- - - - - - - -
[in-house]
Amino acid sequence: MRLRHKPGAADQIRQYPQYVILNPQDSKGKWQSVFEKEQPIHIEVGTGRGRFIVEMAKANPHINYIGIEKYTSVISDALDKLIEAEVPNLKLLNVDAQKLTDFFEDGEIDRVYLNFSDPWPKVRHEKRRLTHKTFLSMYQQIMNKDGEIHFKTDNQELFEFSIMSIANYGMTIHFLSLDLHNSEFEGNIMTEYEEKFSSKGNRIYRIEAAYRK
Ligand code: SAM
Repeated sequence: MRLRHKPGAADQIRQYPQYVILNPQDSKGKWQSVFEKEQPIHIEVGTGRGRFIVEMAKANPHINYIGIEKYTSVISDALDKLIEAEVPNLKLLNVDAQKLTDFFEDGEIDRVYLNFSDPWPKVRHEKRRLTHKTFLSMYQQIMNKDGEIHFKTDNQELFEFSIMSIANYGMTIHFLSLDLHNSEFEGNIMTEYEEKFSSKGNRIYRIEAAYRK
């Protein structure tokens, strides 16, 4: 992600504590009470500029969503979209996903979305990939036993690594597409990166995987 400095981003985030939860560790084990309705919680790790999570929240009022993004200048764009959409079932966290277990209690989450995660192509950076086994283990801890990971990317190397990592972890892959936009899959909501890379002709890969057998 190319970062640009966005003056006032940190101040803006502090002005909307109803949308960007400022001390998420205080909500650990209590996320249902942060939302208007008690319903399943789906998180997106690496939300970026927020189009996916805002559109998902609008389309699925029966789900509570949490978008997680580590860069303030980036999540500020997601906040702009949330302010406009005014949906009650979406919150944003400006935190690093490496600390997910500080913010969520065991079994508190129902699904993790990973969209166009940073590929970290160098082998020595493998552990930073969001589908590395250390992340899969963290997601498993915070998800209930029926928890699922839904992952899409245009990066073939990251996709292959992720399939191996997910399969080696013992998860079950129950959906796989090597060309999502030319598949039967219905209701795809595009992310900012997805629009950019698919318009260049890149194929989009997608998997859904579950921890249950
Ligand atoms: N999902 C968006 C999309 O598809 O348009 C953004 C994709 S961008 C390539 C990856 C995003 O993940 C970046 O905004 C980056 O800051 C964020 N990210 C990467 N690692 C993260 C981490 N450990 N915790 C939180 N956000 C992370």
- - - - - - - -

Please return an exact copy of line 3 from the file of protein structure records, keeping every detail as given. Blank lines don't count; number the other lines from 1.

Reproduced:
Ligand code: SAM